Dallas police have completed their investigation of the July 2016 ambush that killed five officers. The case has been sent to the Dallas County District Attorney for final review by a grand jury.
Nine other officers and two civilians were also wounded that night, as the gunman opened fire on officers near Main and Lamar streets downtown at the end of a rally against recent police shootings of black men elsewhere in the United States.
Suspect Micah Johnson was eventually killed by explosives carried by a police robot following a standoff with officers.
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One focus of the investigation was to determine whether Johnson acted alone in planning the ambush. No one else has been charged.
Streets near the crime scene were closed for more than a week to gather evidence.
It took more than 14 months to complete the probe, and lawyers familiar with police use of force investigations said Thursday that this one is very complicated.
"There were multiple crime scenes in this particular case. The shooter moved around," attorney Pete Schulte said.
Schulte is a former prosecutor and police officer who represented some of the Dallas Area Rapid Transit officers involved in this investigation.
"We know that the suspect died as a result of the police activity that night, however, there were five police officers who also lost their lives. So each one of those homicides have to be investigated and the leads that kind of go with them have to be followed and that can take some time," Schulte said.
Soon after the incident, police said about 300 witnesses and 170 hours of police body camera video would be included in their investigation.
Heath Harris, former chief assistant Dallas County district attorney, has presented use of force cases to grand juries in the past.
"I don't think there's been any allegation of misconduct from day one," Harris said. "Even though this guy had shot, ambushed numerous officers, they still gave him a chance to give up."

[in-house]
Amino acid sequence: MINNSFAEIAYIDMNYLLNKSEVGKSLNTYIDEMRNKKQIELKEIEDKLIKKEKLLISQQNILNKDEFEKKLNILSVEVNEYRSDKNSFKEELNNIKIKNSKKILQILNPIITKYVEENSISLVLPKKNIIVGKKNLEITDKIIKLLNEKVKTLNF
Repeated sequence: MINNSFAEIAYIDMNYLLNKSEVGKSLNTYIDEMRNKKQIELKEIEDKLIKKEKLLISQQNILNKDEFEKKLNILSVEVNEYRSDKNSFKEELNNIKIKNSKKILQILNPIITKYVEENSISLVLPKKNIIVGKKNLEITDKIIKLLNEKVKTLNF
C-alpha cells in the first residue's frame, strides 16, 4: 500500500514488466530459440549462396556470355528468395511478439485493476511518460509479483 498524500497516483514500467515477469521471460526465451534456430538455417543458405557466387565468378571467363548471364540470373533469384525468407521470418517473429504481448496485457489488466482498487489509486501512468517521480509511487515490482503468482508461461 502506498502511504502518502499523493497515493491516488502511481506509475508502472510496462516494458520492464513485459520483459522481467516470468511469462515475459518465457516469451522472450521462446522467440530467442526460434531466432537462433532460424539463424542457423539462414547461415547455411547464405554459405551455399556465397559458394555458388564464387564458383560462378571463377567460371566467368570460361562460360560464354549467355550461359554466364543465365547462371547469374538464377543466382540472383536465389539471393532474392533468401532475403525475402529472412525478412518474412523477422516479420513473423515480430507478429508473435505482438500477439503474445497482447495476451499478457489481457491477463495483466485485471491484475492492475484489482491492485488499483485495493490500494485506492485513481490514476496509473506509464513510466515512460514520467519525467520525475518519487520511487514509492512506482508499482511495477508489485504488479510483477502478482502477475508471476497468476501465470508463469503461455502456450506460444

Federal agencies also participated in the investigation that was coordinated by Dallas police.
"There were a lot of agencies that wanted to take part to make sure we do everything we can to learn from this tragedy so that it never happens again," Harris said.
Harris and Schulte said grand jury review is routine in Dallas County for use of force cases and that use of the robot to stop the suspect appears to be justified.
"I think in a way it does give the families some closure," Schulte said. "But it's also to make sure that everything was reviewed in this case and all the evidence was looked at, everything was turned over and this is the right result."
The attack on police brought a tremendous display of grief with messages from around the world in front of Dallas Police Headquarters last year.
"It's going to be a while before we can truly heal from this," Harris said. "The criminal justice community, it's a family."
A spokesperson for the Dallas County District Attorney confirmed Thursday that prosecutors are preparing the case for grand jury review.
No date has been set.
The officers killed in the shooting included Dallas police Sr. Cpl. Lorne Ahrens, Officer Michael Krol, Sgt. Michael Smith, Officer Patrick Zamarripa and Dallas Area Rapid Transit Officer Brent Thompson.